Montrose Regional Airport is one of the first in the nation to implement a new air traffic technology which is expected to decrease fuel burn and ensure arrival even during Colorado’s hazardous weather conditions.
The Federal Aviation Administration (FAA) has introduced a new surveillance system called Wide Area Multilateration (WAM) which was created to help pilot performance when landing an aircraft in mountainous areas and during severe weather. WAM is a surveillance technology that works by employing multiple small remote sensors throughout an area to compensate for terrain obstructions, and also used for enhancing air traffic surveillance.
“It gives us radar-like coverage in areas that are not covered by radar,” said Michael P. Huerta, FAA Acting Administrator. “With the expansion of Montrose, going into ski season, it gives us some more visibility. This system will allow pilots to fly search and rescue missions in weather conditions that would have previously kept them grounded and it will also support Colorado’s tourism by enabling pilots to land in conditions that previously caused diversions or flight delays.”
Colorado and Alaska are the only states to integrate this new technology. The FAA is partnering with the Colorado Department of Transportation (CDOT) and launching the new system in phases of smaller mountain airports. WAM was first introduced in the state of Colorado in September 2009 at the Yampa Valley-Hayden, Craig-Moffat, Steamboat Springs and Garfield County Regional-Rifle Airports. Montrose is the first airport in the second phase to fully activate the system.
“The Montrose Regional Airport is a great location for implementing the WAM technology,” said Black Canyon Jet Center’s Customer Service Manager Kenn Kline. “In the long run, the enhanced safety of flight aspect, and the reduction in delays during busy traffic periods are a benefit to our customers, both pilots and passengers.”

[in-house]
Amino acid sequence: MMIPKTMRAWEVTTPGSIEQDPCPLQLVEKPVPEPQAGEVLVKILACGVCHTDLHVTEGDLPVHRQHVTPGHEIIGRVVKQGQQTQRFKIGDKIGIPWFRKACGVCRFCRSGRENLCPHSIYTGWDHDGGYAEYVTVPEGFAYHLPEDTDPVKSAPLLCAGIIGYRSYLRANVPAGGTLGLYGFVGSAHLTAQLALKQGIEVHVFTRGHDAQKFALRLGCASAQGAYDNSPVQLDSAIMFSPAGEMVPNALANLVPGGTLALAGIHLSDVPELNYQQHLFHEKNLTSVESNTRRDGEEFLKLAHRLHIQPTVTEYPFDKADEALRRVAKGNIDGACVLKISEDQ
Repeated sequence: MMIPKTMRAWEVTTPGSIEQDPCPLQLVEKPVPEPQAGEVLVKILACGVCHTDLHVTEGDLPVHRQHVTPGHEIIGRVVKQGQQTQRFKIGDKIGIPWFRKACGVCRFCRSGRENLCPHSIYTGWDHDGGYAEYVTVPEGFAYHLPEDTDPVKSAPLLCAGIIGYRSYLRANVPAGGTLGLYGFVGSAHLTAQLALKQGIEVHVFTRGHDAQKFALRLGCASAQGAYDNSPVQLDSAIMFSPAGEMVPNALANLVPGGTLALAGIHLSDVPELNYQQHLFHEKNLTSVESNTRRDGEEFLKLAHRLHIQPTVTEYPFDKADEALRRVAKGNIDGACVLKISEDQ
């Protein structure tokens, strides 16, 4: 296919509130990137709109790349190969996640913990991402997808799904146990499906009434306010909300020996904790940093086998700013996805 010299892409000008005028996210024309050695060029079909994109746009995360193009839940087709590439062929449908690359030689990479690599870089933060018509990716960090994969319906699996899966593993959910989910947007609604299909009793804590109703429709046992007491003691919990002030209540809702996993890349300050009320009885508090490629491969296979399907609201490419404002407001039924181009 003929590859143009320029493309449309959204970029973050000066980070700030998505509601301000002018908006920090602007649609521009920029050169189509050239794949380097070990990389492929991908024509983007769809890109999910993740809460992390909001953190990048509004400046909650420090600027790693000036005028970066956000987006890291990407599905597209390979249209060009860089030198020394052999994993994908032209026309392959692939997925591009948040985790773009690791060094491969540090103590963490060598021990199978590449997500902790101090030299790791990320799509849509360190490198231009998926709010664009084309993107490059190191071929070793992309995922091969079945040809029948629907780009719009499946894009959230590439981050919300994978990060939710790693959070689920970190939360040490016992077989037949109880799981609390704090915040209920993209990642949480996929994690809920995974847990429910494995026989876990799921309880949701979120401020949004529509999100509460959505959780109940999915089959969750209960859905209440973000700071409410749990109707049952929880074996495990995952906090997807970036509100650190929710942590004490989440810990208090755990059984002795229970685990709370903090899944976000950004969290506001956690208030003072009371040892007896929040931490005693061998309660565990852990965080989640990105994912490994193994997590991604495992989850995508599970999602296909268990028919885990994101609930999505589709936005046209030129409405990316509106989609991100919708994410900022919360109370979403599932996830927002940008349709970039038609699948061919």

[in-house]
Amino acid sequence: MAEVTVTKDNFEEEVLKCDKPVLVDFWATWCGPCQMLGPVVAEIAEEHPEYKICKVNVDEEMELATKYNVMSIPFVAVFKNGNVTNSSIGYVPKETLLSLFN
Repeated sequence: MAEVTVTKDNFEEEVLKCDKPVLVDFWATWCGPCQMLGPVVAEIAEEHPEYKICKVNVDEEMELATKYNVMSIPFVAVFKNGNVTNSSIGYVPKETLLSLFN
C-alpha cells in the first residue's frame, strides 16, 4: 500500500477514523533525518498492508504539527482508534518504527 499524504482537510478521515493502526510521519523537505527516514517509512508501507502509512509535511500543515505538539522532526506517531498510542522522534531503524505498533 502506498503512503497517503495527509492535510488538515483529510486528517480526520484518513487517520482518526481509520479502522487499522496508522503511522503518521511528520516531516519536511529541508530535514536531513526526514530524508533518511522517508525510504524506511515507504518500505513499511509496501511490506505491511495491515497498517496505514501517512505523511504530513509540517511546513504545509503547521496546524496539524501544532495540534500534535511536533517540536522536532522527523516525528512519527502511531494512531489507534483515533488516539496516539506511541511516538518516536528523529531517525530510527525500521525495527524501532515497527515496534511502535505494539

When airplanes enter the Montrose area and are below the San Juan peaks, they pass outside of Denver’s air traffic control radar. During inclement weather, these airports are forced to operate on what is called a “one-in-one-out” system because they don’t have their own towers. The remote sensors send signals to aircraft transponders that then transmit the signal back, providing air traffic controllers with an exact location through the process of triangulation.
Black Canyon Jet Center’s General Manager, Ken Watson said, “the 10,000ft runway, no curfews and now the improved surveillance from WAM is just another reason to chose Montrose when flying to Western Colorado. The new technology will make flying to Montrose safer and will also produce more efficient flight paths for travelers eager to get on the nearby world class ski slopes.”
Visitors are coming to the Western Slope of Colorado for business, pleasure and nonprofit purposes. Black Canyon Jet Center manages the fixed-base operations (FBO) for general aviation at the Montrose Regional Airport, providing fuel, aircraft parking and world-class service to residents and visitors alike. For more information, call 970-249-7111 or visit www.blackcanyonjet.com.